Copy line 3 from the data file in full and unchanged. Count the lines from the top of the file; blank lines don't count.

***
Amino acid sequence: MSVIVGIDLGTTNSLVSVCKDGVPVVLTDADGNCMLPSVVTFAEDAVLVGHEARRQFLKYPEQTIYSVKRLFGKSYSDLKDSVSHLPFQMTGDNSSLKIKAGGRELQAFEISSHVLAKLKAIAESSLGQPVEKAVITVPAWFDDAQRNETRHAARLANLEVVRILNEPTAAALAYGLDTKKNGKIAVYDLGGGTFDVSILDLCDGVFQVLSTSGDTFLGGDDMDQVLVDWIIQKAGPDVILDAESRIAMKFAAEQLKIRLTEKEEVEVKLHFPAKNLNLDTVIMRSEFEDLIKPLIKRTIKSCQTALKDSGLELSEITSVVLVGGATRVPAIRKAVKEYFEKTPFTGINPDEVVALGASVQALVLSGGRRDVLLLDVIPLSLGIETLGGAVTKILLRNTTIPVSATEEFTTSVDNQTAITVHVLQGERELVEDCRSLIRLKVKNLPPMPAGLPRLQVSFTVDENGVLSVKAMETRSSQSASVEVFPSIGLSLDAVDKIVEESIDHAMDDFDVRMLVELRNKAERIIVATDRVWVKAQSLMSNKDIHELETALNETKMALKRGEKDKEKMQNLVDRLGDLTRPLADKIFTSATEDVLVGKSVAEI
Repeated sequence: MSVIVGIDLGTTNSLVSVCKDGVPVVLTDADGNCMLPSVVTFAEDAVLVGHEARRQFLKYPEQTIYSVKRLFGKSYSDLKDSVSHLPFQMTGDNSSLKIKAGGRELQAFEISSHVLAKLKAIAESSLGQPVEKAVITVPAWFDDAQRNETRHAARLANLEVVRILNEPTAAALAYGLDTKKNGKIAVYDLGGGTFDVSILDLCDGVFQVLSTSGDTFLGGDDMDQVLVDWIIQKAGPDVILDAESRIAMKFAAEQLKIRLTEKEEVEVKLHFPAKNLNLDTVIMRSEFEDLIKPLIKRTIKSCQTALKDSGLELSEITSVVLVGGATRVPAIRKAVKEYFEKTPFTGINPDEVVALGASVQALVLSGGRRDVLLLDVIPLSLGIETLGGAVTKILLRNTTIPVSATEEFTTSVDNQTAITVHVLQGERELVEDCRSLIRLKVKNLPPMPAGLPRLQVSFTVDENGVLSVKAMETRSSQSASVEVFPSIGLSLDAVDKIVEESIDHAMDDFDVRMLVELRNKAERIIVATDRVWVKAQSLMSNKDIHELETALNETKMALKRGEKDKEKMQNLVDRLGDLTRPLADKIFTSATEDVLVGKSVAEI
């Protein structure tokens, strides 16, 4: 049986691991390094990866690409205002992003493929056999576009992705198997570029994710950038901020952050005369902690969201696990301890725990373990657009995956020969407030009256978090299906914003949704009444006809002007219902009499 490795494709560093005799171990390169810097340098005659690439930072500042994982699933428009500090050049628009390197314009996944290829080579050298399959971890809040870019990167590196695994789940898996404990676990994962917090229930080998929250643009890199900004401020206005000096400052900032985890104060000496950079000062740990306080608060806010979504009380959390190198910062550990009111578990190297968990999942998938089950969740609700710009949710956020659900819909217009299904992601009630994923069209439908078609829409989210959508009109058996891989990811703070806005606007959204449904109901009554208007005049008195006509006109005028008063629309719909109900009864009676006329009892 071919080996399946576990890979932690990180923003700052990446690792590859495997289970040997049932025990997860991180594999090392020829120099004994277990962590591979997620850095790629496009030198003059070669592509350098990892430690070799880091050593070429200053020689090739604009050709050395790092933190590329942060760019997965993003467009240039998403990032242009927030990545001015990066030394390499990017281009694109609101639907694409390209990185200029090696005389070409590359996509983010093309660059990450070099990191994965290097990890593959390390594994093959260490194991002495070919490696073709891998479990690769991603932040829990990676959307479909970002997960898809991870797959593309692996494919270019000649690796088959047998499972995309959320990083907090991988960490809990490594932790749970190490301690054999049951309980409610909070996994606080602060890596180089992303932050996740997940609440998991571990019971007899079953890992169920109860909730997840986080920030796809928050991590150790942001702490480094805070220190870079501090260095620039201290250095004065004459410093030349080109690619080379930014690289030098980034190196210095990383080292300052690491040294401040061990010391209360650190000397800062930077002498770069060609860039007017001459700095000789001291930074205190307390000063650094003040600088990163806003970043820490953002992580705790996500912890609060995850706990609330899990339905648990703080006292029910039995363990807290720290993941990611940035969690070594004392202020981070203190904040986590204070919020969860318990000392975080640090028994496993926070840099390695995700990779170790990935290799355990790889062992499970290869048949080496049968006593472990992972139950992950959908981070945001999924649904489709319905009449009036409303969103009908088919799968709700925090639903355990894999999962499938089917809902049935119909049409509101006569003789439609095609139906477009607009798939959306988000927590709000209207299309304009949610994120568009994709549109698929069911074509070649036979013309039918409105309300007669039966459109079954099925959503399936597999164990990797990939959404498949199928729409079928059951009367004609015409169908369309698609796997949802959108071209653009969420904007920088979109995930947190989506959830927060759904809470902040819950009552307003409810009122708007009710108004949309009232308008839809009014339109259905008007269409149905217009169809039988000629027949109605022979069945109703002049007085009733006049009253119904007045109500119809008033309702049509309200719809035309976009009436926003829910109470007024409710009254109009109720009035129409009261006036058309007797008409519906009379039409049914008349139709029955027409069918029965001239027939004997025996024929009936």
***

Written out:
């Protein structure tokens, strides 16, 4: 049986691991390094990866690409205002992003493929056999576009992705198997570029994710950038901020952050005369902690969201696990301890725990373990657009995956020969407030009256978090299906914003949704009444006809002007219902009499 490795494709560093005799171990390169810097340098005659690439930072500042994982699933428009500090050049628009390197314009996944290829080579050298399959971890809040870019990167590196695994789940898996404990676990994962917090229930080998929250643009890199900004401020206005000096400052900032985890104060000496950079000062740990306080608060806010979504009380959390190198910062550990009111578990190297968990999942998938089950969740609700710009949710956020659900819909217009299904992601009630994923069209439908078609829409989210959508009109058996891989990811703070806005606007959204449904109901009554208007005049008195006509006109005028008063629309719909109900009864009676006329009892 071919080996399946576990890979932690990180923003700052990446690792590859495997289970040997049932025990997860991180594999090392020829120099004994277990962590591979997620850095790629496009030198003059070669592509350098990892430690070799880091050593070429200053020689090739604009050709050395790092933190590329942060760019997965993003467009240039998403990032242009927030990545001015990066030394390499990017281009694109609101639907694409390209990185200029090696005389070409590359996509983010093309660059990450070099990191994965290097990890593959390390594994093959260490194991002495070919490696073709891998479990690769991603932040829990990676959307479909970002997960898809991870797959593309692996494919270019000649690796088959047998499972995309959320990083907090991988960490809990490594932790749970190490301690054999049951309980409610909070996994606080602060890596180089992303932050996740997940609440998991571990019971007899079953890992169920109860909730997840986080920030796809928050991590150790942001702490480094805070220190870079501090260095620039201290250095004065004459410093030349080109690619080379930014690289030098980034190196210095990383080292300052690491040294401040061990010391209360650190000397800062930077002498770069060609860039007017001459700095000789001291930074205190307390000063650094003040600088990163806003970043820490953002992580705790996500912890609060995850706990609330899990339905648990703080006292029910039995363990807290720290993941990611940035969690070594004392202020981070203190904040986590204070919020969860318990000392975080640090028994496993926070840099390695995700990779170790990935290799355990790889062992499970290869048949080496049968006593472990992972139950992950959908981070945001999924649904489709319905009449009036409303969103009908088919799968709700925090639903355990894999999962499938089917809902049935119909049409509101006569003789439609095609139906477009607009798939959306988000927590709000209207299309304009949610994120568009994709549109698929069911074509070649036979013309039918409105309300007669039966459109079954099925959503399936597999164990990797990939959404498949199928729409079928059951009367004609015409169908369309698609796997949802959108071209653009969420904007920088979109995930947190989506959830927060759904809470902040819950009552307003409810009122708007009710108004949309009232308008839809009014339109259905008007269409149905217009169809039988000629027949109605022979069945109703002049007085009733006049009253119904007045109500119809008033309702049509309200719809035309976009009436926003829910109470007024409710009254109009109720009035129409009261006036058309007797008409519906009379039409049914008349139709029955027409069918029965001239027939004997025996024929009936």